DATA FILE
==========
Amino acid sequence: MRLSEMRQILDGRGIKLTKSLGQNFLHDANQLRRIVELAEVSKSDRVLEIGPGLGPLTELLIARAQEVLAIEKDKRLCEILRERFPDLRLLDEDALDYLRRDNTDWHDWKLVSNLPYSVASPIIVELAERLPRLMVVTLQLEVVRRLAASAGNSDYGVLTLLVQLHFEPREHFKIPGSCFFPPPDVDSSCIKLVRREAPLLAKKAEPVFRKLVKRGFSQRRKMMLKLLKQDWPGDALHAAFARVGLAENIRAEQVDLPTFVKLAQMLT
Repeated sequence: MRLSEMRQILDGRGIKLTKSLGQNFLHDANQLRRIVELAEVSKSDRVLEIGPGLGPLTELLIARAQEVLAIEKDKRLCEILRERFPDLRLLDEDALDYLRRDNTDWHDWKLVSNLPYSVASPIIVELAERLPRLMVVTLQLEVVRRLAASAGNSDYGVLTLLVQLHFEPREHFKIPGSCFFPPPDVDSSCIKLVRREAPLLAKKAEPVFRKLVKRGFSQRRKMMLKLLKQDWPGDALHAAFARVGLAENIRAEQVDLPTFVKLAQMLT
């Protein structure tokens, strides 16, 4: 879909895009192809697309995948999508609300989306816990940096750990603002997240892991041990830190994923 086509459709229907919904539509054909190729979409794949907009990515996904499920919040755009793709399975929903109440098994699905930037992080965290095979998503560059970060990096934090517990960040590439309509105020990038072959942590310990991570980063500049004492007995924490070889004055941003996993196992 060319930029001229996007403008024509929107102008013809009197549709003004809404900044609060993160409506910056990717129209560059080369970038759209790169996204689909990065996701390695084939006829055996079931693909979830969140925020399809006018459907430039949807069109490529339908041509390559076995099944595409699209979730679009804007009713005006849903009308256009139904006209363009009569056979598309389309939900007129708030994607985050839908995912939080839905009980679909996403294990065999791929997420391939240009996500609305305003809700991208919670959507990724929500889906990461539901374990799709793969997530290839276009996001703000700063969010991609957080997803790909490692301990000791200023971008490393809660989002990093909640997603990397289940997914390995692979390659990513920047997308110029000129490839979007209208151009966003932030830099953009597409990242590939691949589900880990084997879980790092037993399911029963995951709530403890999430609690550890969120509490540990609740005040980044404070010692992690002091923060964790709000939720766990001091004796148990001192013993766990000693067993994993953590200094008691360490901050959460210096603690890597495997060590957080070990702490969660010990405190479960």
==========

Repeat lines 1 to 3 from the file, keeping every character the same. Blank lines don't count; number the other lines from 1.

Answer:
Amino acid sequence: MRLSEMRQILDGRGIKLTKSLGQNFLHDANQLRRIVELAEVSKSDRVLEIGPGLGPLTELLIARAQEVLAIEKDKRLCEILRERFPDLRLLDEDALDYLRRDNTDWHDWKLVSNLPYSVASPIIVELAERLPRLMVVTLQLEVVRRLAASAGNSDYGVLTLLVQLHFEPREHFKIPGSCFFPPPDVDSSCIKLVRREAPLLAKKAEPVFRKLVKRGFSQRRKMMLKLLKQDWPGDALHAAFARVGLAENIRAEQVDLPTFVKLAQMLT
Repeated sequence: MRLSEMRQILDGRGIKLTKSLGQNFLHDANQLRRIVELAEVSKSDRVLEIGPGLGPLTELLIARAQEVLAIEKDKRLCEILRERFPDLRLLDEDALDYLRRDNTDWHDWKLVSNLPYSVASPIIVELAERLPRLMVVTLQLEVVRRLAASAGNSDYGVLTLLVQLHFEPREHFKIPGSCFFPPPDVDSSCIKLVRREAPLLAKKAEPVFRKLVKRGFSQRRKMMLKLLKQDWPGDALHAAFARVGLAENIRAEQVDLPTFVKLAQMLT
């Protein structure tokens, strides 16, 4: 879909895009192809697309995948999508609300989306816990940096750990603002997240892991041990830190994923 086509459709229907919904539509054909190729979409794949907009990515996904499920919040755009793709399975929903109440098994699905930037992080965290095979998503560059970060990096934090517990960040590439309509105020990038072959942590310990991570980063500049004492007995924490070889004055941003996993196992 060319930029001229996007403008024509929107102008013809009197549709003004809404900044609060993160409506910056990717129209560059080369970038759209790169996204689909990065996701390695084939006829055996079931693909979830969140925020399809006018459907430039949807069109490529339908041509390559076995099944595409699209979730679009804007009713005006849903009308256009139904006209363009009569056979598309389309939900007129708030994607985050839908995912939080839905009980679909996403294990065999791929997420391939240009996500609305305003809700991208919670959507990724929500889906990461539901374990799709793969997530290839276009996001703000700063969010991609957080997803790909490692301990000791200023971008490393809660989002990093909640997603990397289940997914390995692979390659990513920047997308110029000129490839979007209208151009966003932030830099953009597409990242590939691949589900880990084997879980790092037993399911029963995951709530403890999430609690550890969120509490540990609740005040980044404070010692992690002091923060964790709000939720766990001091004796148990001192013993766990000693067993994993953590200094008691360490901050959460210096603690890597495997060590957080070990702490969660010990405190479960």